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What Insurance?

WE PURCHASE insurance either to protect the property we own or to protect ourselves and our family. Reflecting this, insurance companies are divvied up into two broad categories. Property-casualty insurers offer auto, homeowner’s, renter’s and umbrella liability coverage. Meanwhile, life companies offer disability, health, life and long-term-care insurance.

Add up these various policies and we’re talking about eight different types of coverage. Which of the eight do you need? Here’s a quick rundown:

  • Homeowner. If you take out a mortgage to buy a house, the lender will insist that you have homeowner’s insurance. What if you have no mortgage? In theory, you could skip coverage. But that would be unwise: If something happened to your home, the financial loss would be substantial, plus your policy will include liability protection in case folks are injured on your property and they sue you.
  • Renter. Like a homeowner’s policy, a renter’s policy will protect the contents of your home, while providing some liability coverage. Do your household possessions have only nominal value? You might skip renter’s insurance.
  • Auto. In almost every state, if you own a car, you’re required to have auto insurance. The policies can be costly, in large part because of the liability coverage. Still, you can often reduce the cost substantially by raising the policy’s deductibles to $1,000 or more—something those with homeowner’s insurance might also consider.
  • Umbrella liability. The liability coverage included with homeowner’s and auto policies might be capped at perhaps $300,000. Problem is, if you were deemed liable for injuries suffered by others, a jury verdict could be substantially more than $300,000. To address that risk, you might supplement your homeowner’s and auto insurance with an umbrella policy that provides additional liability coverage.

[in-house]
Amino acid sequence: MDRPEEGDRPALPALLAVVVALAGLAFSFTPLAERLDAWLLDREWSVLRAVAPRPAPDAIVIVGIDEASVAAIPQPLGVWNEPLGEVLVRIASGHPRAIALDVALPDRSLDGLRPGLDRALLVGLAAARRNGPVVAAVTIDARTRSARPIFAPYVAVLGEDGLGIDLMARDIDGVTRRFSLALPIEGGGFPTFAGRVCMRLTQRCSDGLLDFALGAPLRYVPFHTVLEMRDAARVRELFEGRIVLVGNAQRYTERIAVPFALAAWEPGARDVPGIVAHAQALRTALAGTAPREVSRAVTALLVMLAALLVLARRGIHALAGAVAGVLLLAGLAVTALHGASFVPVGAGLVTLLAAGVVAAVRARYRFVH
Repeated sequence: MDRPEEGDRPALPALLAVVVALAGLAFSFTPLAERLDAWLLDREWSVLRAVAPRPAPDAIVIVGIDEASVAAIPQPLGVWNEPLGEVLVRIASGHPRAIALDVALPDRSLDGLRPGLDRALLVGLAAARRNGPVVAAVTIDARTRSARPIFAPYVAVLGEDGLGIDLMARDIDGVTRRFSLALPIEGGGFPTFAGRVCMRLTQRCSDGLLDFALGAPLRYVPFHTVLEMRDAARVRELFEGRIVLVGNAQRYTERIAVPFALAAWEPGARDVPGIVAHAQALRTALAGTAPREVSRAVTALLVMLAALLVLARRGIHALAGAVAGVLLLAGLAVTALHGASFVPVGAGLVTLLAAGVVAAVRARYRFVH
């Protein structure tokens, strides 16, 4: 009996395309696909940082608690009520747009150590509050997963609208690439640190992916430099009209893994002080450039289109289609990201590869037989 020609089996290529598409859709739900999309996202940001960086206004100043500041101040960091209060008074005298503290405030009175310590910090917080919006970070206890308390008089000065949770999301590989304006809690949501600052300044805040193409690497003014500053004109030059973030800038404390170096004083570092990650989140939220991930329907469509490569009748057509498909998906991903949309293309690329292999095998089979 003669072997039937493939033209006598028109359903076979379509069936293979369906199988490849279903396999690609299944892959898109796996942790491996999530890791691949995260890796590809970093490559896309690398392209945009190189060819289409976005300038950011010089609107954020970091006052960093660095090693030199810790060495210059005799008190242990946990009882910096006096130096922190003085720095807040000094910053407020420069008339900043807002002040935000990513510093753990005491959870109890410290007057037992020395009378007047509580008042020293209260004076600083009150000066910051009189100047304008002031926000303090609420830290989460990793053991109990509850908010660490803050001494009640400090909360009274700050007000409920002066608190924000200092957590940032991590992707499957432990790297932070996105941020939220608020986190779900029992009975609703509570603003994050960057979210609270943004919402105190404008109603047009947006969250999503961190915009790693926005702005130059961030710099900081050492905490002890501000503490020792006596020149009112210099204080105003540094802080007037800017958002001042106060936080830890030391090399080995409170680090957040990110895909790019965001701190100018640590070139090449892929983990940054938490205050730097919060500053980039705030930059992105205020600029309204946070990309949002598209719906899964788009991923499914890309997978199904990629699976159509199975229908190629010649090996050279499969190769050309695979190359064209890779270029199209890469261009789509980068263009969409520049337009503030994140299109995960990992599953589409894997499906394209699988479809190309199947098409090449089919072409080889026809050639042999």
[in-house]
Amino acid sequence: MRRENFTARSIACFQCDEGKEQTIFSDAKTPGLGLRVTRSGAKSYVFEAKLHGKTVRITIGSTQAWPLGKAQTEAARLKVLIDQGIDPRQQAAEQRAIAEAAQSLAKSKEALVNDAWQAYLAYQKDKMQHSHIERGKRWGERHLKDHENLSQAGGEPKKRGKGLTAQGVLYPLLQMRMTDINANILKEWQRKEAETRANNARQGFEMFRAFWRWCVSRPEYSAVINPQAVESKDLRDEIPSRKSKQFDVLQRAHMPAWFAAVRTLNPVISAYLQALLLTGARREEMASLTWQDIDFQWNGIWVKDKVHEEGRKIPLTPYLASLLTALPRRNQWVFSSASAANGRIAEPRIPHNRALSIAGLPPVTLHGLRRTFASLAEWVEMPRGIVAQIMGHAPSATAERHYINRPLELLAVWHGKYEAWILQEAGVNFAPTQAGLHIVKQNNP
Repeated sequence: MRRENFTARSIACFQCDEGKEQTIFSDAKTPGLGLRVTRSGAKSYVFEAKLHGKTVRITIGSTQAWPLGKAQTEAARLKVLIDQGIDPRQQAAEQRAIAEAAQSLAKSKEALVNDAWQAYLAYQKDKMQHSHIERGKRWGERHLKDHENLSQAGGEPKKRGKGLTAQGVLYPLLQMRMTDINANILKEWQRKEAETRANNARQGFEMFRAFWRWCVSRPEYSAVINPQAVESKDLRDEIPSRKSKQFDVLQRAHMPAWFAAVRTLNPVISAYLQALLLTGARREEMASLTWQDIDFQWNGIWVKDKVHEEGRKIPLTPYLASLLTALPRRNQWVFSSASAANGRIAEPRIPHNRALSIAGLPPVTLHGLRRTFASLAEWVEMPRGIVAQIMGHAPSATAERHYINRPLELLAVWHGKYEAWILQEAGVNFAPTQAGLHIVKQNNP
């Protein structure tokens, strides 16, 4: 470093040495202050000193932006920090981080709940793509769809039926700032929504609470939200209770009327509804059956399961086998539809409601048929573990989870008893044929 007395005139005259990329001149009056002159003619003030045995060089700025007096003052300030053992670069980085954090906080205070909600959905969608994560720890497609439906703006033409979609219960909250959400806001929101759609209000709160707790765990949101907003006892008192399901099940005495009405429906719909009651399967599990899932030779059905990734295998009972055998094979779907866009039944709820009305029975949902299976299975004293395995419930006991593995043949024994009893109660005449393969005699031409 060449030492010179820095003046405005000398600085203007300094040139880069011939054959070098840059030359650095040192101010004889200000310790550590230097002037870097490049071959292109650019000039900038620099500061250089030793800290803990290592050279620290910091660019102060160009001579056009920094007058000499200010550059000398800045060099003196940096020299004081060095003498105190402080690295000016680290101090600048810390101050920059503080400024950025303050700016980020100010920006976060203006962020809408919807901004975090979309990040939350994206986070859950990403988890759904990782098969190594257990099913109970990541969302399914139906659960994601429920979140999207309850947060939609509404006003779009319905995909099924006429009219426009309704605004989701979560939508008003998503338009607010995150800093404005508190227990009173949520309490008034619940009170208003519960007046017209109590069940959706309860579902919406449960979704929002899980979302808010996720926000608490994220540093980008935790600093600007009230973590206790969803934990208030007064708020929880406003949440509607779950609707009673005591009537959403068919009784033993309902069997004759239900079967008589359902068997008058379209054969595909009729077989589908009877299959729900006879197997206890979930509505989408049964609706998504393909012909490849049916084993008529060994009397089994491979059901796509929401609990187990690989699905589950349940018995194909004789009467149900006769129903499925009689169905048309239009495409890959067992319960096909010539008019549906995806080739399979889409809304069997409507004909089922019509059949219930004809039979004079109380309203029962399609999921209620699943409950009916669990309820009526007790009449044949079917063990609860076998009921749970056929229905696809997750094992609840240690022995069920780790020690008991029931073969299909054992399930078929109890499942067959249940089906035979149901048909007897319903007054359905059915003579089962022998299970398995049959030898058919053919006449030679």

• Life. Got a spouse, children or others who depend on you financially? You likely need life insurance, unless you have substantial savings. Indeed, if you have a young family and you’re early in your career, you should probably have a large amount of term insurance, which can provide ample coverage for a relatively modest premium. But as the kids leave home and as your wealth grows, you might drop coverage, knowing your family would be okay financially if anything happened to you.
  • Health. Many people view health insurance as a way to pay for routine medical bills. But its real value lies in two other benefits. First, if you have health insurance, you enjoy the price discounts that insurers negotiate with medical providers. Second, policies come with out-of-pocket maximums. Those maximums can be high. Still, they protect you from the sort of six-figure medical bills that can push folks into bankruptcy.
  • Disability. Your most valuable asset is often your human capital—your income-earning ability. What if you have an accident or a serious illness, and you’re unable to work? Disability insurance ensures you can still cover the household bills. With any luck, you’ll have coverage through your employer. If not, you should explore purchasing a policy on your own.
  • Long-term care. This has been a black eye for the insurance industry, which has historically mispriced long-term-care (LTC) insurance and then, to staunch their own financial losses, foisted huge premium increases on existing policyholders. Result? Today, many buyers of LTC insurance eschew traditional policies and instead favor hybrid policies, where premiums are guaranteed. Better still, you might save diligently for retirement, so you’re able to skip LTC coverage and instead self-insure.

Next: How Much to Retire?

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